- Not Exactly Rocket Science
Pregnant pauses and rapid-fire – how do different cultures take turns to talk?
Talking with someone comes so naturally that we forget sometimes how skilful it is. Rhythms of conversation and cues of grammar need to be judged so that people can take their turns at talking without cutting off their partner or without leaving pregnant pauses. The former is rude, the latter awkward.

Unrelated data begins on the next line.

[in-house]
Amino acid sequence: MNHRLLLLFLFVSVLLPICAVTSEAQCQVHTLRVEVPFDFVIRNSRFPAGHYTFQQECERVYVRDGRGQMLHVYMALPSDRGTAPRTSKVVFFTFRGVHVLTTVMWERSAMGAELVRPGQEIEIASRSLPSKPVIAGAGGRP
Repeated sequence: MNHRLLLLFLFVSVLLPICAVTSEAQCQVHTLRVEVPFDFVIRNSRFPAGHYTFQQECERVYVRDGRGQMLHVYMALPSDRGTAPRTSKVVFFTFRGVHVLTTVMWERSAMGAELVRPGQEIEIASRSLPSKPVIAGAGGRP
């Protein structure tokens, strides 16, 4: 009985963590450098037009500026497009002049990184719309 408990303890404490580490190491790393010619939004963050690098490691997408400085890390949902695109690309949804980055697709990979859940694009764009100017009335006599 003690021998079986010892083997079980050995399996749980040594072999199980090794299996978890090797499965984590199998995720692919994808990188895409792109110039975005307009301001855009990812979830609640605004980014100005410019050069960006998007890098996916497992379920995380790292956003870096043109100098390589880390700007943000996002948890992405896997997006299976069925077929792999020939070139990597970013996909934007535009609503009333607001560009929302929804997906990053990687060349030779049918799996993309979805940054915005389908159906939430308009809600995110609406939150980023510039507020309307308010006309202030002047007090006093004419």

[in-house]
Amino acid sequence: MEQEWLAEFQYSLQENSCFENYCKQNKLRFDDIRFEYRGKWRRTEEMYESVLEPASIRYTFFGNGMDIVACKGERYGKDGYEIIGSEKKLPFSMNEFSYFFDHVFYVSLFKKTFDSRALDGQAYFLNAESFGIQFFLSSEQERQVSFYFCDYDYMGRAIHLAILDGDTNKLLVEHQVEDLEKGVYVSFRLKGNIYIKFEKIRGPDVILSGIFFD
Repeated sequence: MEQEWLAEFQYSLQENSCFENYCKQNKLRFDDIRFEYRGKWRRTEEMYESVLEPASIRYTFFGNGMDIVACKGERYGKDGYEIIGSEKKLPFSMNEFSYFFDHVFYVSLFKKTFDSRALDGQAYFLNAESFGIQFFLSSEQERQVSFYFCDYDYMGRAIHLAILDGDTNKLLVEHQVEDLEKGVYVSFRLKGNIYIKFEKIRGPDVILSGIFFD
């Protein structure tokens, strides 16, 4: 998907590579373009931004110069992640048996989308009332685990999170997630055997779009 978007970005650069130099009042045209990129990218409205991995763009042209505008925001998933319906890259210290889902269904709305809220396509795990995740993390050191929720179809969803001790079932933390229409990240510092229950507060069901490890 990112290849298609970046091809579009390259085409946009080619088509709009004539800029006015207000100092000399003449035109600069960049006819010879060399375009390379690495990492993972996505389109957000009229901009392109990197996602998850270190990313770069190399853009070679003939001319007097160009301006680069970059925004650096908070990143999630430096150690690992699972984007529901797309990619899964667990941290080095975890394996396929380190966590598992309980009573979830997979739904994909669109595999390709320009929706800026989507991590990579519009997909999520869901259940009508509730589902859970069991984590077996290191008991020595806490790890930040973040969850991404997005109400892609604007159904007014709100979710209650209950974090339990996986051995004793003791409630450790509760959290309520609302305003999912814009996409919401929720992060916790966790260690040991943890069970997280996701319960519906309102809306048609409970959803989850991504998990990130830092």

That’s certainly how things are usually conducted in English, but a new study suggests that this pattern of turn-taking applies across human cultures. By studying 10 languages from all over the world, Tanya Stivers from the Max Planck Institute for Psycholinguistics discovered a universally consistent pattern of avoiding overlaps and minimising pauses.
There are small variations certainly, but they are far smaller than stereotypes might suggest. Anecdotes and academic literature alike